Reiner at a ceremony for Mel Brooks on April 23, 2010
In June 2010, Reiner guest starred in Hot in Cleveland as Elka Ostrovsky's date and reprised the role in July. He made appearances on The Cleveland Show as Murray and wrote the story for the episode "Your Show of Shows", named after the program that started his career. Reiner is also the only person to have appeared on every incarnation of The Tonight Show.[11][12]

Personal life

On December 24, 1943, Reiner married singer Estelle Lebost. The two were married 64 years, until her death. At the time of the marriage, Reiner was 21 and she was 29. Estelle delivered the line "I'll have what she's having" in the deli scene of their son Rob's 1989 film When Harry Met Sally.[1] She died on October 25, 2008, at age 94.[13]

He is the father of Rob Reiner (b. 1947), poet, playwright and author Sylvia Anne (Annie) Reiner (b. 1949), and painter,[14] actor, and director Lucas Reiner (b. 1960).[1][15] Carl Reiner has six grandchildren,[16] four from Rob and two from Lucas, and five great-grandchildren.[17]

Reiner has described himself as a Jewish atheist.[5] He has said, "I have a very different take on who God is. Man invented God because he needed him. God is us."[18][19]

Reiner resides in Beverly Hills, California.[20] At 92, he's one of the oldest celebrities active on Twitter.[21]


  • Enter Laughing (1958)
  • 2000 Years With: Carl Reiner & Mel Brooks (with Mel Brooks, 1960)
  • All Kinds of Love (1993)
  • Continue Laughing (1995)
  • How Paul Robeson Saved My Life (and Other Mostly Happy Stories) (1999)
  • The 2000 Year-Old Man in the Year 2000: The Book (1999)
  • My Anecdotal Life: A Memoir (2003)
  • NNNNN: A Novel (2006)
  • Tell Me Another Scary Story... But Not Too Scary! (with James Bennett) (2009)
  • Just Desserts: A Novellelah (2009)
  • Tell Me a Silly Story (with James Bennett) (2010)
  • I Remember Me (2012)
  • I Just Remembered! (2014)

As screenwriter



As director




As actor

File:Carl Reiner-1976.jpg
Reiner on the set of Good Heavens in 1976





File:Carl Reiner star HWF.JPG
Reiner's star on the Hollywood Walk of Fame at 6421 Hollywood Blvd

Primetime Emmy Awards

  • 1954: Best Series Supporting Actor for "Your Show of Shows" NBC – Nominee
  • 1956: Best Actor in a Supporting Role for "Caesar's Hour" NBC – Nominee
  • 1957: Best Supporting Performance by an Actor for Caesar's Hour NBC – Winner
  • 1958: Best Continuing Supporting Performance by an Actor in a Dramatic or Comedy Series for Caesar's Hour NBC – Winner
  • 1962: Outstanding Writing Achievement in Comedy for The Dick Van Dyke Show CBS – Winner
  • 1963: Outstanding Writing Achievement in Comedy for The Dick Van Dyke Show CBS – Winner
  • 1964: Outstanding Writing Achievement in Comedy or Variety for The Dick Van Dyke Show (Shared with Sam Denoff and Bill Persky)CBS – Winner
  • 1965: Outstanding Program Achievements in Entertainment for The Dick Van Dyke Show CBS – Winner
  • 1965: Outstanding Individual Achievements in Entertainment for The Dick Van Dyke Show - Nominee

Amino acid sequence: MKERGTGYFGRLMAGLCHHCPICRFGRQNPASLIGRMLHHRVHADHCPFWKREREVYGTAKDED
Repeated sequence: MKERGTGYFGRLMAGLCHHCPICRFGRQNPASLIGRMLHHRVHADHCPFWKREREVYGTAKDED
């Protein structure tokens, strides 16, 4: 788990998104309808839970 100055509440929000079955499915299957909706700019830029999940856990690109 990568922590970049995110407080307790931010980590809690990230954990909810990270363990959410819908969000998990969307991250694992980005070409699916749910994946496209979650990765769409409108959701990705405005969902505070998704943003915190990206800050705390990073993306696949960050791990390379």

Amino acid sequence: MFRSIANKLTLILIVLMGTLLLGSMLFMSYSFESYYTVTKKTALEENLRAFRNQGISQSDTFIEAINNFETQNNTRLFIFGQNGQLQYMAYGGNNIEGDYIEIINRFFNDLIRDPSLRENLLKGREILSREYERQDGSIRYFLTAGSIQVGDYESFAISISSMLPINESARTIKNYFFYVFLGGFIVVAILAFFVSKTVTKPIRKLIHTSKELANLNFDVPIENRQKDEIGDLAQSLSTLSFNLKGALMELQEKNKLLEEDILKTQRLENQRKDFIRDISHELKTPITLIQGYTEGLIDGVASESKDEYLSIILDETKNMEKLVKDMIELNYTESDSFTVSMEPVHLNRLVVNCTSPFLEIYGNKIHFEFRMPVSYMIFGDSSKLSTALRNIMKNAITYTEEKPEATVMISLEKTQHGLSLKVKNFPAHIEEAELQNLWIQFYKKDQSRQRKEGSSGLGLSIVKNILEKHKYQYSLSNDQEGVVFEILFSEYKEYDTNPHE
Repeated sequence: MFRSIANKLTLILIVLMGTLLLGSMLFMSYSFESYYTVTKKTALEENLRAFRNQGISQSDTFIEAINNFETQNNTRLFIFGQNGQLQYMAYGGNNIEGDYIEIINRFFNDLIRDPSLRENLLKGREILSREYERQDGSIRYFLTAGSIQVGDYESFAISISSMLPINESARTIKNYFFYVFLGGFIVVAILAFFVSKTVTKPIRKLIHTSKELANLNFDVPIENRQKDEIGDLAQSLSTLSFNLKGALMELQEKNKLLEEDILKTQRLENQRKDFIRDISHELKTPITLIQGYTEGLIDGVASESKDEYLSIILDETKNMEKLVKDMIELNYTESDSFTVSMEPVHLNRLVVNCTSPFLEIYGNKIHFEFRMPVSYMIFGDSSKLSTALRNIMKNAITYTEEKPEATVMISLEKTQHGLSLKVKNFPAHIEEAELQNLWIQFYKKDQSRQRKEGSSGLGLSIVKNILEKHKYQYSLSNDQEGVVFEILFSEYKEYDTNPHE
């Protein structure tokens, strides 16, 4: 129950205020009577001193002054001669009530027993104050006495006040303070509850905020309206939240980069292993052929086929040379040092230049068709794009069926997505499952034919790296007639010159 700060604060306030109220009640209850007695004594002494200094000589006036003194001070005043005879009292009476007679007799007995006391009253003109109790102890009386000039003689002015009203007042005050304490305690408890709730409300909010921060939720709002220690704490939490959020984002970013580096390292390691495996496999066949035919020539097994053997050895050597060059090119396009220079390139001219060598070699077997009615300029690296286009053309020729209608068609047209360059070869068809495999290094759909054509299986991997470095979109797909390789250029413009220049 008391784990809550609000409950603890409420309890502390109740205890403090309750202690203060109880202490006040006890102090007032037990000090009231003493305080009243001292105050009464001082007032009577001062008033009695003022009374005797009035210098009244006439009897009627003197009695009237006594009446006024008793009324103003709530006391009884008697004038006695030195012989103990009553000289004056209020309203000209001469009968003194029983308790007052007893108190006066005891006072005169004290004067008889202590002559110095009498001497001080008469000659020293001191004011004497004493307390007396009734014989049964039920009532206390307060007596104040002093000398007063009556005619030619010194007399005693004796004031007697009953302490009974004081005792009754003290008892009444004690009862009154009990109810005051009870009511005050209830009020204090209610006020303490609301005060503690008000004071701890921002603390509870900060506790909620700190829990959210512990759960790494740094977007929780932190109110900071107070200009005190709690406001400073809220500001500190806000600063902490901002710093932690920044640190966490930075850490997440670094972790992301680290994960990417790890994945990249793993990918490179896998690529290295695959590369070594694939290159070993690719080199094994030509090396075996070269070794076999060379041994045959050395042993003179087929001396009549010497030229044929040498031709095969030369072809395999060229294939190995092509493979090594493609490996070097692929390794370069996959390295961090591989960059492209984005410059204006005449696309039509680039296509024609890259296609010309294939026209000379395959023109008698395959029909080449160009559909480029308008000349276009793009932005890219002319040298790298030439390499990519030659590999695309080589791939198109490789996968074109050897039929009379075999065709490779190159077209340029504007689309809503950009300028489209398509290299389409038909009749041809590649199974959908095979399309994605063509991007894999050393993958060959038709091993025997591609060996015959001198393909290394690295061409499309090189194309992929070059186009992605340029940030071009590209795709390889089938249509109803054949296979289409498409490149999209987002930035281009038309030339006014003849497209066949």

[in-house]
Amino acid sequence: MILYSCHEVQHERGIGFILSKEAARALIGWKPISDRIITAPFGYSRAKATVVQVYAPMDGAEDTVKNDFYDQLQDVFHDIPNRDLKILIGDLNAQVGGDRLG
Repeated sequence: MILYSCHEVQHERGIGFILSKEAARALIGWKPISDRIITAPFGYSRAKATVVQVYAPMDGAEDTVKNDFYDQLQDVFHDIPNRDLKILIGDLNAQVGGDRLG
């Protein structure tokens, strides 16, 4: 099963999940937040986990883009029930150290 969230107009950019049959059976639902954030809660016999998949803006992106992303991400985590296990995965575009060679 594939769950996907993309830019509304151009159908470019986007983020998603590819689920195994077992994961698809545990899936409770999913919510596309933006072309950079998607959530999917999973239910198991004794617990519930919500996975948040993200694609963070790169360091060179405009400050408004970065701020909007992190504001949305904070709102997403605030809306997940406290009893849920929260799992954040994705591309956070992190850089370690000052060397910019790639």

• 1966: Special Classifications of Individual Achievements for voices in "Linus The Lionhearted" CBS – Nominee
  • 1966: Outstanding Comedy Series for The Dick Van Dyke Show CBS – Winner
  • 1967: Outstanding Writing Achievement in Variety for The Sid Caesar, Imogene Coca, Carl Reiner and Howard Morris Special (Shared with Mel Brooks, Sam Denoff, Bill Persky, and Mel Tolkin) CBS – Winner
  • 1995: Outstanding Guest Actor in a Comedy Series for Mad About You: "The Alan Brady Show" NBC – Winner
  • 2000: Outstanding Guest Actor In A Comedy Series for Beggers And Choosers - Nominee
  • 2004: Outstanding Special Class Program for The Dick Van Dyke Show Revisited - Nominee




  1. ^ a b c St. James Encyclopedia of Popular Culture, St. James Press, (2000)
  2. ^ a b "Awards Search - Television Academy". 2014-08-16. Retrieved 2014-08-16. 
  3. ^ a b "Carl Reiner - Awards - IMDB". 2014-08-16. Retrieved 2014-08-16. 
  4. ^ Carl Reiner Biography (1922–)
  5. ^ a b Tom, Tugend (June 15, 2008). "Reiners honored by Israeli film fest". The Jewish Telegraphic Agency. Retrieved July 21, 2009. 
  6. ^ Lynda Gorov (2013) Funnyman Carl Reiner Moment Magazine
  7. ^ Susan King, Los Angeles Times, Feb 27, (2001) pg. F.5
  8. ^ Reiner, Carl (June 3, 2014). Norm Macdonald Live. Interview with Norm Macdonald. Retrieved June 17, 2014. 
  9. ^ "Ed McMahon heads for Times Square". 2001-04-25. Retrieved 2013-07-23. 
  10. ^ "Carl Reiner". Jewish Virtual Library. Retrieved March 8, 2015. 
  11. ^
  12. ^
  13. ^ Estelle Reiner dies at 94
  14. ^ ART REVIEWS; David Pagel, Los Angeles Times, Oct 12, (1995) pg. 4
  15. ^ Lucas Reiner at the Internet Movie Database
  16. ^ Carl Reiner grandchildren
  17. ^ Tracy Reiner family life
  18. ^ King, Susan (October 21, 2009). "Carl Reiner's big break". LA Times. Retrieved December 22, 2010. 
  19. ^ Waldron, Vince (1994). The Official Dick Van Dyke Show Book. New York: Applause. p. 23. ISBN 1-55783-453-9. 
  20. ^ 'Musicals, Concerts, Children's Shows, and More Highlight Annenberg's 2014-2015 Season', The Beverly Hills Courier, September 12, 2014, p. 10 [1]
  21. ^ Carl Reiner's Twitter Account
  22. ^ "Television Hall of Fame Honorees: Complete List". 

Further reading

  • Contemporary Authors Online, Gale, (2007).

External links

Template:TCA Career Achievement Award